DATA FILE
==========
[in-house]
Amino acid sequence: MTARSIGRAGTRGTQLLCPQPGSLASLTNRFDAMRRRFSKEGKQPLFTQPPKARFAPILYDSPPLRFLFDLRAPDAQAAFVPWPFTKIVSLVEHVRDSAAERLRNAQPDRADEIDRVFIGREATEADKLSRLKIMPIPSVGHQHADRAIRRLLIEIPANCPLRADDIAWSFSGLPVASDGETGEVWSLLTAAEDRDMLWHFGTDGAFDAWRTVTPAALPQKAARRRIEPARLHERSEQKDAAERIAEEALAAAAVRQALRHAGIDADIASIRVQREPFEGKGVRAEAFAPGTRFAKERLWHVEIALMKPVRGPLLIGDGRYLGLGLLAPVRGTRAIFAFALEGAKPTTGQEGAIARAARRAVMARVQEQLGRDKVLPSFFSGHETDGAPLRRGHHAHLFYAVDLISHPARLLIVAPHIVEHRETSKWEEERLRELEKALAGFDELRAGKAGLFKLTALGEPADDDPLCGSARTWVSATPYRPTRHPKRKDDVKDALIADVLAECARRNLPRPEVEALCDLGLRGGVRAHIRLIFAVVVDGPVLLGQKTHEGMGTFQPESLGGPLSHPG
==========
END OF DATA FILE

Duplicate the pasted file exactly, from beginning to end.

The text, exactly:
[in-house]
Amino acid sequence: MTARSIGRAGTRGTQLLCPQPGSLASLTNRFDAMRRRFSKEGKQPLFTQPPKARFAPILYDSPPLRFLFDLRAPDAQAAFVPWPFTKIVSLVEHVRDSAAERLRNAQPDRADEIDRVFIGREATEADKLSRLKIMPIPSVGHQHADRAIRRLLIEIPANCPLRADDIAWSFSGLPVASDGETGEVWSLLTAAEDRDMLWHFGTDGAFDAWRTVTPAALPQKAARRRIEPARLHERSEQKDAAERIAEEALAAAAVRQALRHAGIDADIASIRVQREPFEGKGVRAEAFAPGTRFAKERLWHVEIALMKPVRGPLLIGDGRYLGLGLLAPVRGTRAIFAFALEGAKPTTGQEGAIARAARRAVMARVQEQLGRDKVLPSFFSGHETDGAPLRRGHHAHLFYAVDLISHPARLLIVAPHIVEHRETSKWEEERLRELEKALAGFDELRAGKAGLFKLTALGEPADDDPLCGSARTWVSATPYRPTRHPKRKDDVKDALIADVLAECARRNLPRPEVEALCDLGLRGGVRAHIRLIFAVVVDGPVLLGQKTHEGMGTFQPESLGGPLSHPG